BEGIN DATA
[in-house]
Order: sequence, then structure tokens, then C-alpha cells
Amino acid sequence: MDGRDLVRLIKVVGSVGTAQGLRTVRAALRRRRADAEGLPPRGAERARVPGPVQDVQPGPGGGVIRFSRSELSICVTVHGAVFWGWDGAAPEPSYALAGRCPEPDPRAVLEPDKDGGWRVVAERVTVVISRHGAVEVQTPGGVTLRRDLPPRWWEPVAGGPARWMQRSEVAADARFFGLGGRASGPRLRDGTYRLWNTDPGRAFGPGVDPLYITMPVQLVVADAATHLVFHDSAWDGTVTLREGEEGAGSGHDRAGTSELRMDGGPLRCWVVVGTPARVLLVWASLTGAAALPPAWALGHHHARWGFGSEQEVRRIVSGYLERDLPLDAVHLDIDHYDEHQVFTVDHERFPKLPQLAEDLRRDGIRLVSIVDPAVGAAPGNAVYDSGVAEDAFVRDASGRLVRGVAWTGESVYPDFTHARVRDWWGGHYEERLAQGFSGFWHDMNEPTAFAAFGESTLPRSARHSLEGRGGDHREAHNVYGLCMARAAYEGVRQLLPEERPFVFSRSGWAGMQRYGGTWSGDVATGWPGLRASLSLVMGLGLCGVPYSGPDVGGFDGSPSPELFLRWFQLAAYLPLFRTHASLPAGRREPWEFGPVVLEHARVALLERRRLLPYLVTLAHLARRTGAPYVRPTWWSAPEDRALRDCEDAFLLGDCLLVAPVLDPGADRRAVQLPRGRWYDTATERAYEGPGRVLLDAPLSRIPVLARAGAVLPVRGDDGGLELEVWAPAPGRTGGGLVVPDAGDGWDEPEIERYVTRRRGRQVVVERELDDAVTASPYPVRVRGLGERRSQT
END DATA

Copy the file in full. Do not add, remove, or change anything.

[in-house]
Order: sequence, then structure tokens, then C-alpha cells
Amino acid sequence: MDGRDLVRLIKVVGSVGTAQGLRTVRAALRRRRADAEGLPPRGAERARVPGPVQDVQPGPGGGVIRFSRSELSICVTVHGAVFWGWDGAAPEPSYALAGRCPEPDPRAVLEPDKDGGWRVVAERVTVVISRHGAVEVQTPGGVTLRRDLPPRWWEPVAGGPARWMQRSEVAADARFFGLGGRASGPRLRDGTYRLWNTDPGRAFGPGVDPLYITMPVQLVVADAATHLVFHDSAWDGTVTLREGEEGAGSGHDRAGTSELRMDGGPLRCWVVVGTPARVLLVWASLTGAAALPPAWALGHHHARWGFGSEQEVRRIVSGYLERDLPLDAVHLDIDHYDEHQVFTVDHERFPKLPQLAEDLRRDGIRLVSIVDPAVGAAPGNAVYDSGVAEDAFVRDASGRLVRGVAWTGESVYPDFTHARVRDWWGGHYEERLAQGFSGFWHDMNEPTAFAAFGESTLPRSARHSLEGRGGDHREAHNVYGLCMARAAYEGVRQLLPEERPFVFSRSGWAGMQRYGGTWSGDVATGWPGLRASLSLVMGLGLCGVPYSGPDVGGFDGSPSPELFLRWFQLAAYLPLFRTHASLPAGRREPWEFGPVVLEHARVALLERRRLLPYLVTLAHLARRTGAPYVRPTWWSAPEDRALRDCEDAFLLGDCLLVAPVLDPGADRRAVQLPRGRWYDTATERAYEGPGRVLLDAPLSRIPVLARAGAVLPVRGDDGGLELEVWAPAPGRTGGGLVVPDAGDGWDEPEIERYVTRRRGRQVVVERELDDAVTASPYPVRVRGLGERRSQT